How from such a stupid man such a marvelous work of art could spring

September 17, 2011 § 2 Comments

Your comments on Thomas Mann struck a chord — like you, I have always thought the man divine, largely like you — on the strength of The Magic Mountain, but also of Dr Faustus (the third chapter!  the third chapter!).  But then, also like you, when I came to read his diaries, I suffered a shock:  they were empty and stupid.  This has not stopped me from re-reading The Magic Mountain (as I constantly do), but it has made me wonder how from such a stupid man such a marvelous work of art could spring.

Do you suppose one could argue that it isn’t really a great work and only seems to us that way because of the cunning way in which the author has jumbled up certain topoi and themes?  Is it possible, do you reckon, that The Magic Mountain is, to use a metaphor, no more than a spread of tarot cards:  the motifs of the cards (the hanging man, death, sun, glass mountain, bottomless pit) juxtaposed will strike anyone looking at the spread as full of all sorts of hidden meanings while the person who lays them out can be any common fool?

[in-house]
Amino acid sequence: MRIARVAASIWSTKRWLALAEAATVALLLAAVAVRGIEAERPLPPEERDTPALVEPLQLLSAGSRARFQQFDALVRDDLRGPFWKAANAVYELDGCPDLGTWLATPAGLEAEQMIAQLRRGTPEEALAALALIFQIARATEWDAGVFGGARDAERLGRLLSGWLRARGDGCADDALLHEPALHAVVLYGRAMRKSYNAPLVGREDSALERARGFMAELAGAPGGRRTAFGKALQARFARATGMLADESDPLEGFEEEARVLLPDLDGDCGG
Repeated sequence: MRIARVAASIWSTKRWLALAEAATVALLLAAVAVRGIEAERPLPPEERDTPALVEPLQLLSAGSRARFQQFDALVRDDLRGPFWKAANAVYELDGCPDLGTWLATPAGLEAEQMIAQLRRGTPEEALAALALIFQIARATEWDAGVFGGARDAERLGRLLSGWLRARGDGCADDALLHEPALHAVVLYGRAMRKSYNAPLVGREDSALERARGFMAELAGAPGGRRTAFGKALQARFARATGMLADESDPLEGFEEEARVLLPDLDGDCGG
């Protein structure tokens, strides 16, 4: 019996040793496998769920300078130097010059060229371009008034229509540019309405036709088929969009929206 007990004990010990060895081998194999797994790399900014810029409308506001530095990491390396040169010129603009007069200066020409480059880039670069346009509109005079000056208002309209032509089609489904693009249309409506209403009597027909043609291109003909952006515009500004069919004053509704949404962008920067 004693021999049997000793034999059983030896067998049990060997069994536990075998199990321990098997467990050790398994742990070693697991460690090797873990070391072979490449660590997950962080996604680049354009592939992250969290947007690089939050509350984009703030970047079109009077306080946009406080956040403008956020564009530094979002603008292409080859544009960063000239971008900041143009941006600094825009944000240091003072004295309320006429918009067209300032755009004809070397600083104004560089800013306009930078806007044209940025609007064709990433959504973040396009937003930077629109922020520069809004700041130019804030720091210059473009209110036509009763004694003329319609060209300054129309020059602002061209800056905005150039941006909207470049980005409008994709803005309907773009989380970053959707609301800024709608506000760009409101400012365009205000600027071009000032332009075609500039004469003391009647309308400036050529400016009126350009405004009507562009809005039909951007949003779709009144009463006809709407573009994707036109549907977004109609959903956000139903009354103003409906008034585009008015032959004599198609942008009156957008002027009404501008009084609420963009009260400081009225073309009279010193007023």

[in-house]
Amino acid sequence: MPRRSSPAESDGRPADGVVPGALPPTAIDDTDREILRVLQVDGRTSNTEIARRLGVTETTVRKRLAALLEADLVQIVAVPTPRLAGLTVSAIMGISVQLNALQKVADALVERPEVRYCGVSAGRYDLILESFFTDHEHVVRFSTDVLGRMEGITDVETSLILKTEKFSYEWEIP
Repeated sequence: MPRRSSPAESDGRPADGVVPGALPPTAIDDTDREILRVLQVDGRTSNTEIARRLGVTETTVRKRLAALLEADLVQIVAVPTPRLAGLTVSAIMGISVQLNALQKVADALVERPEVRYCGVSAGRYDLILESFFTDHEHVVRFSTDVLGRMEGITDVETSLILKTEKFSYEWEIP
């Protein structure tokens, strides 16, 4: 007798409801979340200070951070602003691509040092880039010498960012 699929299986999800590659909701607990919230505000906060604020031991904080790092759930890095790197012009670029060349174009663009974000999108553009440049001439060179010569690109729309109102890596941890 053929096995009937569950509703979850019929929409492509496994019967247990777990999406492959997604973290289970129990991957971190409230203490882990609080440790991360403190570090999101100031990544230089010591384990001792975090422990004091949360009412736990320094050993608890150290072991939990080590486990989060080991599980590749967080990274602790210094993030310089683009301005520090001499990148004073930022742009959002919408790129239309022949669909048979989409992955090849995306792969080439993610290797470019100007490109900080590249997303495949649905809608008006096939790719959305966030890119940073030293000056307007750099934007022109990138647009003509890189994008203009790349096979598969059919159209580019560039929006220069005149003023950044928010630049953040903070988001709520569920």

And while I am at it, many thanks for your wonderful Castorp.  I read him with such intense, such unalloyed delight, that, having finished, I just flipped right back to the beginning and began all over again.  Somehow, I believe it will read even better on the Sopot quay:  I will make that my project next spring.

I myself am contemplating another Magic Mountain prequel, one taking as its hero Mynherr Pepperkorn, to be set in Indonesia and narrated by — who else? — Old Marlowe.  A cameo appearance by young Joseph Conrad would be de rigeur.

Indonesia is full of tarot topoi:  smoking volcanos and shady groves of ancient trees, shadow puppet theater (we are to gods like the puppets’ shadows are to them), the royal ballet (in which the only unmasked dancer, Rama, strives to achieve the wooden expression of a mask), spices and opium, Bugis pirates and Chinese triads, ancient stone temples in the jungle, sharks, and snow-white Indian bullocks.  Juxtaposed in any old way, they should make a great novel?

The problem, is, of course, that by the time he appears in Davos, Old Pepperkorn is a fool, not unlike perhaps Thomas Mann of the diaries himself; so it is hard to imagine him a hero of a thinking book; but he could be:  perhaps in his youth he was uncommonly intelligent, driven, and blessed by an acquiring mind; and only in time, drink, malaria, disappointment in love, and perhaps a stroke made him into a mere shadow of himself?

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